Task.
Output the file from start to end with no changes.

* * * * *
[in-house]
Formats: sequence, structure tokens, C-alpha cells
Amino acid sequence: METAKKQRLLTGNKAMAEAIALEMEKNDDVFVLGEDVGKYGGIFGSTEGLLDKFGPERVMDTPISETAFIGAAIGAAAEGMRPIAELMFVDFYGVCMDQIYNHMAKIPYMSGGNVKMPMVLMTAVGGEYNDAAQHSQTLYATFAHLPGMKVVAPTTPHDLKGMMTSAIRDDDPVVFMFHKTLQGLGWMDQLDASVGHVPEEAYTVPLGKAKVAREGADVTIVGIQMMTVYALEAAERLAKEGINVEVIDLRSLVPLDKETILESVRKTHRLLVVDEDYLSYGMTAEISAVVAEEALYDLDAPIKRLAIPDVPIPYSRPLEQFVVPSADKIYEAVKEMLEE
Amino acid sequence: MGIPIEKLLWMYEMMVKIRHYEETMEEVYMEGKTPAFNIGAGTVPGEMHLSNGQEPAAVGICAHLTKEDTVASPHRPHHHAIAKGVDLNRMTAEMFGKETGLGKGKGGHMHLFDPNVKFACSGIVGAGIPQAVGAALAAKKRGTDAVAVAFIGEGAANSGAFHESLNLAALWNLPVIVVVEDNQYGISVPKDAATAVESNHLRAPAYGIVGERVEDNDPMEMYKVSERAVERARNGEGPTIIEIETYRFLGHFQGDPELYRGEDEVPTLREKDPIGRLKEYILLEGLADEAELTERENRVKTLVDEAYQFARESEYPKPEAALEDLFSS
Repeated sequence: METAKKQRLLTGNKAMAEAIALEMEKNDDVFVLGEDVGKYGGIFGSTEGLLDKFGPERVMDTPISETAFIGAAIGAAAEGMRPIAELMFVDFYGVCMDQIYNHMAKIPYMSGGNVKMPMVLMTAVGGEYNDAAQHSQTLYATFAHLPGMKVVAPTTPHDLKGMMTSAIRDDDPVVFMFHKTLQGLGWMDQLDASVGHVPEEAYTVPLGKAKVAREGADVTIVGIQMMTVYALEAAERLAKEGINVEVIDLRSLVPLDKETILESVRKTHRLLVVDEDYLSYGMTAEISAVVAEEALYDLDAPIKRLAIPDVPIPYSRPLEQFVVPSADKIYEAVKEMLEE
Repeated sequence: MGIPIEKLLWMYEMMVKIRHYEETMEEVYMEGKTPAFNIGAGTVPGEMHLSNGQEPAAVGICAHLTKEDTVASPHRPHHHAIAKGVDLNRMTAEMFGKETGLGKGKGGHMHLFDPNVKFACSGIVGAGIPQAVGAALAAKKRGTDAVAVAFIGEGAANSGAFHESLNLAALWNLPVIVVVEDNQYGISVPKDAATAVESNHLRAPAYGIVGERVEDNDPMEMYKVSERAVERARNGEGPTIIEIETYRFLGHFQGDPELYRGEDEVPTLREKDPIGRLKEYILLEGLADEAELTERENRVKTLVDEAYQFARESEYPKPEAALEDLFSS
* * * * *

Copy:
[in-house]
Formats: sequence, structure tokens, C-alpha cells
Amino acid sequence: METAKKQRLLTGNKAMAEAIALEMEKNDDVFVLGEDVGKYGGIFGSTEGLLDKFGPERVMDTPISETAFIGAAIGAAAEGMRPIAELMFVDFYGVCMDQIYNHMAKIPYMSGGNVKMPMVLMTAVGGEYNDAAQHSQTLYATFAHLPGMKVVAPTTPHDLKGMMTSAIRDDDPVVFMFHKTLQGLGWMDQLDASVGHVPEEAYTVPLGKAKVAREGADVTIVGIQMMTVYALEAAERLAKEGINVEVIDLRSLVPLDKETILESVRKTHRLLVVDEDYLSYGMTAEISAVVAEEALYDLDAPIKRLAIPDVPIPYSRPLEQFVVPSADKIYEAVKEMLEE
Amino acid sequence: MGIPIEKLLWMYEMMVKIRHYEETMEEVYMEGKTPAFNIGAGTVPGEMHLSNGQEPAAVGICAHLTKEDTVASPHRPHHHAIAKGVDLNRMTAEMFGKETGLGKGKGGHMHLFDPNVKFACSGIVGAGIPQAVGAALAAKKRGTDAVAVAFIGEGAANSGAFHESLNLAALWNLPVIVVVEDNQYGISVPKDAATAVESNHLRAPAYGIVGERVEDNDPMEMYKVSERAVERARNGEGPTIIEIETYRFLGHFQGDPELYRGEDEVPTLREKDPIGRLKEYILLEGLADEAELTERENRVKTLVDEAYQFARESEYPKPEAALEDLFSS
Repeated sequence: METAKKQRLLTGNKAMAEAIALEMEKNDDVFVLGEDVGKYGGIFGSTEGLLDKFGPERVMDTPISETAFIGAAIGAAAEGMRPIAELMFVDFYGVCMDQIYNHMAKIPYMSGGNVKMPMVLMTAVGGEYNDAAQHSQTLYATFAHLPGMKVVAPTTPHDLKGMMTSAIRDDDPVVFMFHKTLQGLGWMDQLDASVGHVPEEAYTVPLGKAKVAREGADVTIVGIQMMTVYALEAAERLAKEGINVEVIDLRSLVPLDKETILESVRKTHRLLVVDEDYLSYGMTAEISAVVAEEALYDLDAPIKRLAIPDVPIPYSRPLEQFVVPSADKIYEAVKEMLEE
Repeated sequence: MGIPIEKLLWMYEMMVKIRHYEETMEEVYMEGKTPAFNIGAGTVPGEMHLSNGQEPAAVGICAHLTKEDTVASPHRPHHHAIAKGVDLNRMTAEMFGKETGLGKGKGGHMHLFDPNVKFACSGIVGAGIPQAVGAALAAKKRGTDAVAVAFIGEGAANSGAFHESLNLAALWNLPVIVVVEDNQYGISVPKDAATAVESNHLRAPAYGIVGERVEDNDPMEMYKVSERAVERARNGEGPTIIEIETYRFLGHFQGDPELYRGEDEVPTLREKDPIGRLKEYILLEGLADEAELTERENRVKTLVDEAYQFARESEYPKPEAALEDLFSS